This is what they have done: Mnangagwa’s challenger Sybeth Musengezi’s house bombed (PICS)

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THE home of a Zanu PF activist Sybeth Musengezi was allegedly petrol-bombed Saturday evening, in an attack that left a vehicle and property destroyed.

Musengezi is challenging President Emmerson Mnangagwa’s legitimacy as Zanu PF leader after he assumed power following the 2017 military coup.

The activist filed papers before the Harare High Court in which he wants the 19 November 2017 Zanu PF Central Committee meeting that removed former president Robert Mugabe from the helm of the party and installed his then estranged deputy, Mnangagwa, as new leader to be declared unconstitutional.

The attack came ahead of the start of the case at the High Court in Harare on Monday.

Musengezi revealed the attack on Twitter, calling for help, later adding that neighbours had helped to put the fire out.

“This is what they have done. Thanks to the neighbourhood vazodzima moto nema buckets,” Musengezi tweeted.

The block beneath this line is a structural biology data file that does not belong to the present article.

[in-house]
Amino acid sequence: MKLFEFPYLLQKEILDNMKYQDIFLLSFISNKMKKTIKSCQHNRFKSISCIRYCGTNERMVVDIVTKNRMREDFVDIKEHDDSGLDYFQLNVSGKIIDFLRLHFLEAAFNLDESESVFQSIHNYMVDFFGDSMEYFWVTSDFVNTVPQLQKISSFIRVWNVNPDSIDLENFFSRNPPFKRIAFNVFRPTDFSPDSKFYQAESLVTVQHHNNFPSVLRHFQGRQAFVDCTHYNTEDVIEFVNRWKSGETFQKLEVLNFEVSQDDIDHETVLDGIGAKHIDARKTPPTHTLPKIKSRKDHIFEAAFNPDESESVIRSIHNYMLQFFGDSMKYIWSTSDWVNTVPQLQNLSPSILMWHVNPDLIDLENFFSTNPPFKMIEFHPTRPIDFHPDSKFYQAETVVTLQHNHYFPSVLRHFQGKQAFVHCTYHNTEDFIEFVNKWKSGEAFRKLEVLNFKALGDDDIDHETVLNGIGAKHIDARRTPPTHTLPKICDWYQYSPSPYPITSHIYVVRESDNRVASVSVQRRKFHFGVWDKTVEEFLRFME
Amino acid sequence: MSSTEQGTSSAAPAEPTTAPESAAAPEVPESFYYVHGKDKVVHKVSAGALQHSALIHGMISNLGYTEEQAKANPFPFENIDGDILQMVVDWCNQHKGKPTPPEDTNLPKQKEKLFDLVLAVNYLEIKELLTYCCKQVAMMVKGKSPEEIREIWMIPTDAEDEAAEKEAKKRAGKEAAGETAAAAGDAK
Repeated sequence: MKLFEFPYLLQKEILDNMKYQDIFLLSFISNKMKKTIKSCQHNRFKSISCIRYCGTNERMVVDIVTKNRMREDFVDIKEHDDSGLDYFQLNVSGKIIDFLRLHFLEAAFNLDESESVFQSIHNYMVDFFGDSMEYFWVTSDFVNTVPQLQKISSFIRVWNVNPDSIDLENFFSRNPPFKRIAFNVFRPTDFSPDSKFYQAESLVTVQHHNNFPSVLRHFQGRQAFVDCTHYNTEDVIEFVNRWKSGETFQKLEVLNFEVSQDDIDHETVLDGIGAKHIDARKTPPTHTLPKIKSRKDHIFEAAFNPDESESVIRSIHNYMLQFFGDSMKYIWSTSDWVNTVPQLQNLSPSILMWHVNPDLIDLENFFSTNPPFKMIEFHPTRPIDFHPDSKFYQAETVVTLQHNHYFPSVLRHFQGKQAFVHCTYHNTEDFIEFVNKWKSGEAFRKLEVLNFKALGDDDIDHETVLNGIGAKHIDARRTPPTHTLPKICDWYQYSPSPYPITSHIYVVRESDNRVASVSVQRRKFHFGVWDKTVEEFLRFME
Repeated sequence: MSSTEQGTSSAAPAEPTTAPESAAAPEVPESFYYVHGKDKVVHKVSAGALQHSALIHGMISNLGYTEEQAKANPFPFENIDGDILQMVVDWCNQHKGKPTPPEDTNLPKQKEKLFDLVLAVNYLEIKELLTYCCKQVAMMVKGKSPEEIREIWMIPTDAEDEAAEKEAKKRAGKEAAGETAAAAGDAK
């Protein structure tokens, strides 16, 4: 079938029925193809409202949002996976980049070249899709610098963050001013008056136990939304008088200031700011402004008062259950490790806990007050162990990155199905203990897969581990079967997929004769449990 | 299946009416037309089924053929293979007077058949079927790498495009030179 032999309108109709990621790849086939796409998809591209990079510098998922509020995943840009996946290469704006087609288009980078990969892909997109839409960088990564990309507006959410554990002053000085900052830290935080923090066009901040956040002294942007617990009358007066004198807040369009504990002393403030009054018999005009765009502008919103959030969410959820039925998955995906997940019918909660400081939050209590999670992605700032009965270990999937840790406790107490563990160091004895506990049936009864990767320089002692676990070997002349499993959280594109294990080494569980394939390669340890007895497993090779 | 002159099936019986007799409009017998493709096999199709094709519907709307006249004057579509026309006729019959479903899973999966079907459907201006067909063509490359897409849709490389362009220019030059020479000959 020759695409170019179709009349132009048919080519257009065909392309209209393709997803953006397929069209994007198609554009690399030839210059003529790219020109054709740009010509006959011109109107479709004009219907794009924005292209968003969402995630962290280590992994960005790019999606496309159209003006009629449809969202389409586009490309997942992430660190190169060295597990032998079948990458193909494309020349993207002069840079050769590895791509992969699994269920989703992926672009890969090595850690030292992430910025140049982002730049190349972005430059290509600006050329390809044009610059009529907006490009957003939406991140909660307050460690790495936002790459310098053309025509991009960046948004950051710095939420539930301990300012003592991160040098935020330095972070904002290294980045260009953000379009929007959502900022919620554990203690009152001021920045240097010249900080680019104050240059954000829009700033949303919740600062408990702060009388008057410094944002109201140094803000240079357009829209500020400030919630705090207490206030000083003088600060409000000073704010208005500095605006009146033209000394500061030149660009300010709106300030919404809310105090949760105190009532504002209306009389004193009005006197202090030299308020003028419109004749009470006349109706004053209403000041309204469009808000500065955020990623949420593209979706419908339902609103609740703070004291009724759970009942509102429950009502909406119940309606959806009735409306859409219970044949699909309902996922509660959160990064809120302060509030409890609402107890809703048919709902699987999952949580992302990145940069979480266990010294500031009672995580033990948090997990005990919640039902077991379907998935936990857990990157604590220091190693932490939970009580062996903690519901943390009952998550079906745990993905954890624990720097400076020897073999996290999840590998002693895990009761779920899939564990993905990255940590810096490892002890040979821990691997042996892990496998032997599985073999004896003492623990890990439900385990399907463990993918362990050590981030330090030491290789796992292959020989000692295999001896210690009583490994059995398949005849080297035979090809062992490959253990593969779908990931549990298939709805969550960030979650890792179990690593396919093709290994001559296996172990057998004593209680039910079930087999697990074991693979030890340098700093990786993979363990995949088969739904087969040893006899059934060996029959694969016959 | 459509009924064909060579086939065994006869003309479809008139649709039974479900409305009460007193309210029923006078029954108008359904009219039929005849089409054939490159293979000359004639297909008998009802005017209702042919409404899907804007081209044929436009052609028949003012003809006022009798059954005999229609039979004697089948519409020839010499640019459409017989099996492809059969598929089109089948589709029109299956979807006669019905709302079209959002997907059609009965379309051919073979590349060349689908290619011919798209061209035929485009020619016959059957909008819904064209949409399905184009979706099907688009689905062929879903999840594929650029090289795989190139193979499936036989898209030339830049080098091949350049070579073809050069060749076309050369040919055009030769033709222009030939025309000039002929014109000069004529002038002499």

According to Musengezi, various provisions of the Zanu PF constitution were violated during the hastily convened “kangaroo” special central committee session which toppled the now-late president Mugabe from the position of party and national president.

“All of this was done outside the provision of the Zanu PF constitution, which clearly stipulates that the secretary of administration of Zanu PF is the only one who could convene a session of the central committee in the exercise of his or her powers,” Musengezi argues.

He added: “But unfortunately for reasons known to the individuals who convened the meeting, the secretary for administration did not convene the session of the central committee.”

The meeting was allegedly convened by Patrick Chinamasa who was the secretary for legal affairs in the party.

He cited another anomaly about the way the meeting was handled, arguing that the Zanu PF constitution stipulates that only the party president can preside over central committee meetings and, in his or her absence, the deputy president or chairperson can preside over the proceedings.

None of the three chaired the meeting nor were they invited to attend the gathering, making the special session an illegal gathering, according to Musengezi.

— NewZimbabwe


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